Tuesday, July 27, 2010

Wyoming - Part I

We all spent a couple of days at Paul's parents' house, then Paul and I disappeared for a couple of days on our own. We returned this afternoon for a couple more days here all together before we head back east. Or, rather, to the Midwest.

Wyoming is a state that produces coal, oil, and natural gas. But on our little side trip Paul and I saw large wind farms, a few hydroelectric dams, and some solar panels. It turns out that geothermal is an possibility here, too.

We stayed in Saratoga and drove through the Medicine Bow National Forest, pausing to hike a couple trails. At the end of the Lakes trail I added a little bit of the trek to Medicine Bow Peak in the Snowy Range but Paul made it much farther - probably to the summit itself.

It wasn't the altitude (my lungs, my legs) that did me in. It was more a combination of: the lack of visible path, loose rock to climb over, smooth snow face to cross, knowledge that every foot I climbed up I'd have to climb back down, and a complete lack of conviction for why I should put myself through all that in the first place. Besides, I was equipped for an "easy hike" with running shoes, khaki shorts, and a t-shirt. No water, no climbing gear, no experience.

Where I stood on top of a boulder over-looking a series of crystal clear lakes stair-stepping down in altitude below me, the view was incredible. I was content.

Soaking my feet in the hot springs later that night soothed both my physical reminders of the hike and my emotional distress over a day of sliding around hairpin turns up and down mountains on a single track dirt road. As the passenger.

Wyoming Highway 130, a paved "Scenic Byway," crosses Medicine Bow National Forest but is only open from late spring or early summer until October. Sometimes the road opens for the season in JULY. We saw lots of snow along the road in addition to at higher reaches on our hike but were quite comfortable in our summer attire. All road markers, signs, and reflectors were topped by tall sticks to mark the way for snow plows.

On our way back through the forest we decided to take a less well-traveled dirt road. We made it safely, and that's about enough said about the trip. More later.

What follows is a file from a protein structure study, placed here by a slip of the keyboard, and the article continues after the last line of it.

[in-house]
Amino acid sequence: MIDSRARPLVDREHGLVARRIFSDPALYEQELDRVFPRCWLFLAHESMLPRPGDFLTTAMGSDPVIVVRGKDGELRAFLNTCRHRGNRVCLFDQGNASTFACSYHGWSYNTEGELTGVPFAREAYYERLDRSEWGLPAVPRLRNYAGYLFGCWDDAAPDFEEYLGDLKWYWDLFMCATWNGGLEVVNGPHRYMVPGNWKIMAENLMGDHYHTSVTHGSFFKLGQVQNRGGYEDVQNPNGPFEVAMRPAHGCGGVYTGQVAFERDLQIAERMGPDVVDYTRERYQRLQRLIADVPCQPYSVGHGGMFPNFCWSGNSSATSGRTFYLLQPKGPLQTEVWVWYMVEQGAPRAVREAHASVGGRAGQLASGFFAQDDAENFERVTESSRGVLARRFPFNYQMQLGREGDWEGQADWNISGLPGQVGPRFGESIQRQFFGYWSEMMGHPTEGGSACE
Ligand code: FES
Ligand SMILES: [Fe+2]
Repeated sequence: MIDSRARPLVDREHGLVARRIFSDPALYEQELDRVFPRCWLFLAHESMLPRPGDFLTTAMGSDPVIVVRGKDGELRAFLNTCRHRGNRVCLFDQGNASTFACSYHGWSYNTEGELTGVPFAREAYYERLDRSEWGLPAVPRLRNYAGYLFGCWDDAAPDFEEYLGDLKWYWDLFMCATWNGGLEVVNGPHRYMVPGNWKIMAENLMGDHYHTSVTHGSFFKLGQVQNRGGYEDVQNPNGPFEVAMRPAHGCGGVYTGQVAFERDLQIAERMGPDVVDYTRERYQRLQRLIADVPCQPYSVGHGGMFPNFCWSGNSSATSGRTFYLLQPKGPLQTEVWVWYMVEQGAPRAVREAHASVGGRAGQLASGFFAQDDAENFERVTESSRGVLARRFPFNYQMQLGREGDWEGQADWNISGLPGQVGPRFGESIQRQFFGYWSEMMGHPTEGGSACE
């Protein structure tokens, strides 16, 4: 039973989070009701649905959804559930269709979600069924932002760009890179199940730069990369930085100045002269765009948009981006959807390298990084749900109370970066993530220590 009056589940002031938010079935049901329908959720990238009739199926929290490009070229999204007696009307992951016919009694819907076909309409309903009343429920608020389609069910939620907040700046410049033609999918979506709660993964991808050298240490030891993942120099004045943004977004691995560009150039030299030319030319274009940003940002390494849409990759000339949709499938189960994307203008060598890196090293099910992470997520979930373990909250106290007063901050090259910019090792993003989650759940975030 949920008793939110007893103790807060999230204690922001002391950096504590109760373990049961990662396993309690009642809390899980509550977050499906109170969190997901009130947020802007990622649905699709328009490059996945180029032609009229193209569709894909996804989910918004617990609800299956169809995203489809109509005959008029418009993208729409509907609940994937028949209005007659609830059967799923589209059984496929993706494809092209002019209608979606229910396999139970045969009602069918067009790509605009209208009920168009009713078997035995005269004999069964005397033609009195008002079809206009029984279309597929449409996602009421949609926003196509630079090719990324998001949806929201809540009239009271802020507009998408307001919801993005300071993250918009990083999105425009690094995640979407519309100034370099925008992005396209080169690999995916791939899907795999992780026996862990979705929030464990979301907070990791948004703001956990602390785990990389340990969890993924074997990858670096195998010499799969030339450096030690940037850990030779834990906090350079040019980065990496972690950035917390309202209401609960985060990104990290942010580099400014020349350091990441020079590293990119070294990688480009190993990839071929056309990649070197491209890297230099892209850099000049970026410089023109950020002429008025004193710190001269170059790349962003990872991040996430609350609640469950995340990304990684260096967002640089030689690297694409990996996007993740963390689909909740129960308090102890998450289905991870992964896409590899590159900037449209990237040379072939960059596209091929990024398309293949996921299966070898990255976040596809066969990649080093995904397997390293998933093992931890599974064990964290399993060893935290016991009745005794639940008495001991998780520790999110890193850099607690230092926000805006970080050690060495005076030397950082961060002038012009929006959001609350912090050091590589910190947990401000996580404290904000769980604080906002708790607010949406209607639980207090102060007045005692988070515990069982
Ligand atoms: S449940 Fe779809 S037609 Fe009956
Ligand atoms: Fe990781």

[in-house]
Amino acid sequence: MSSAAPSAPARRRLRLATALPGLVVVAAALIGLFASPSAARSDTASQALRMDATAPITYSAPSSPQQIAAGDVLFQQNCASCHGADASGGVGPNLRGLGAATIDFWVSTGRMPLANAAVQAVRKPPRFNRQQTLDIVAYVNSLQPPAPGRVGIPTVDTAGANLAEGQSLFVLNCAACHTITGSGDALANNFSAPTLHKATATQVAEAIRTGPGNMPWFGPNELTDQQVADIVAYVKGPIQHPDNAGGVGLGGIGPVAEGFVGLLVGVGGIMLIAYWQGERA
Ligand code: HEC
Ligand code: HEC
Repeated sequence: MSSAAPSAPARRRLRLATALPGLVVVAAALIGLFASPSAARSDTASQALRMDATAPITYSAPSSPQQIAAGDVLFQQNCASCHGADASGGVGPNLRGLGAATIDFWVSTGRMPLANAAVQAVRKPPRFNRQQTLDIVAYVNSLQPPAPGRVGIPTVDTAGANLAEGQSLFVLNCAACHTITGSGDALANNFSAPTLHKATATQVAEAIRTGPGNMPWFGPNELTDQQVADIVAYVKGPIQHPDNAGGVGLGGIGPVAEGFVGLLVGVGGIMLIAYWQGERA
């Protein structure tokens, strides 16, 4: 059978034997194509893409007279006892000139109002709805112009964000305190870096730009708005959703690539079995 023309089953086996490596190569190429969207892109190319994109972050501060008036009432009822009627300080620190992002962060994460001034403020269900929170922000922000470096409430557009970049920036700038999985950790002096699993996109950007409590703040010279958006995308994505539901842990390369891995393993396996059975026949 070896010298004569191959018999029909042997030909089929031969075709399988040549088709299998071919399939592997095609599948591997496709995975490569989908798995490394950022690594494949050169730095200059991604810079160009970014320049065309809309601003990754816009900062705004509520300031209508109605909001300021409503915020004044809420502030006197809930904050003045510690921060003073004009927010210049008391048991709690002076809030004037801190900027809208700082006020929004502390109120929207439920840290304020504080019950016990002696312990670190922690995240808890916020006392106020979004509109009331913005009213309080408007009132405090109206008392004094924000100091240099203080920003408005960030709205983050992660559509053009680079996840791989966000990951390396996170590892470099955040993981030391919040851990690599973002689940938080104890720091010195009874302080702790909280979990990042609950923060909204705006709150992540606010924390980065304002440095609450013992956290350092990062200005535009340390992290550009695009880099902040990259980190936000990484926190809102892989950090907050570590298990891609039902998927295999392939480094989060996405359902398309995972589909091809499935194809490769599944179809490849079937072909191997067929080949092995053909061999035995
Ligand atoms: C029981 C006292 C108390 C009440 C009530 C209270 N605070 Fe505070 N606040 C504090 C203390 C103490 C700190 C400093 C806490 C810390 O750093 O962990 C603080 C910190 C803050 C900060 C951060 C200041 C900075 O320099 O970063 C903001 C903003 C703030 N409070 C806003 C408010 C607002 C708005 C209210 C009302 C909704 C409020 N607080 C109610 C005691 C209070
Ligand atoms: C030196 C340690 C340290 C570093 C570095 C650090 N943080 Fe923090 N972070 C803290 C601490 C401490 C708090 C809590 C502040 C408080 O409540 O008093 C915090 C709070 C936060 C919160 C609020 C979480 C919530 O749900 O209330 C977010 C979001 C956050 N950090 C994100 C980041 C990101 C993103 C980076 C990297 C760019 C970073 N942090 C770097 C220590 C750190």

Note: I'm in the first photo and took the second. (Look for my blue shirt.) Paul took the first photo about halfway back to the car park along the Lakes trail. I took the second photo after scrambling back down from Medicine Bow Summit, in the pass between Medicine Bow and SugarLoaf peaks.

Thursday, July 22, 2010

How To Exercise in Summer Heat

If you bike fast enough, the breeze will cool you down.

As an added incentive we took turns in the trailer (behind Paul's bike) and on the trail-a-bike (behind mine), offered the kids LOTS of water, and stopped along Grant's Trail to meet the Budweiser Clydesdales. Plus there's a park at the end.

Sunday, July 18, 2010


It occurs to me that there's something sort of major I haven't mentioned here.

Paul's sister, her husband, and their three-year-old moved in with us this summer.

They'll probably stay with us for several months, until they've sold their house in Maryland and purchased one here in Missouri.

So far it's going great!

But I do have to fight a constant sense of being on vacation. It's summer! We have house guests! Doesn't this mean I should sit and visit rather than being productive? Take them out to all our favorite restaurants? Make special dinners and snack on whatever I want? Eschew exercise?

Sadly, no. And they don't expect it! So I just need to get over this fiesta feeling and get some stuff done. (Rob and I played Nintendo during nap time this afternoon. Oops.)

On a related note, now that we have others living in our house I can tell you in advance when we're going out of town. So here goes: we're headed out to Wyoming for a week at the end of this month. Woo hoo! And I might not schedule posts while I'm gone! But know that our house will not be vacant in our absence so you can't help yourselves to our elderly farting television.

(Picture above taken at Ted Drewes while eating frozen custard. Yum.)

Thursday, July 15, 2010

In-Laws Reunion

Last weekend we traveled to Iowa with Paul's family (his parents, his sister, her husband, and their three-year-old) to stay with extended family for an annual reunion weekend.

While away from wireless coverage we slept in a camper. A really, really nice camper. The camper was so roomy the girls got lonely and wanted to snuggle with Mommy at bedtime.

There were a couple dozen of us there but what made the trip, as always, was quality time with cousins:

Well, that and the food!

Monday, July 12, 2010

The Things I Think About

I don't use a iPod when I run and people sometimes ask me how I distract myself.

I ponder deep questions like this:

If there are so many baby harp seals that we should club them to death (but not until they're at least 12 days old; earlier would be too cruel) and polar bears are starving to death in some of these same seal "hunting" countries, couldn't we work out some sort of compromise by which excess seals are relocated to polar bear territory? Seriously, I think environmental groups would donate money for this. Win-win!

Image credit: Encyclopaedia Brittanica's Advocacy for Animals, ASPGreenteam Blog and HowStuffWorks. (Note that I didn't post the gory shots.)

Sunday, July 11, 2010

Bad Mommy . . .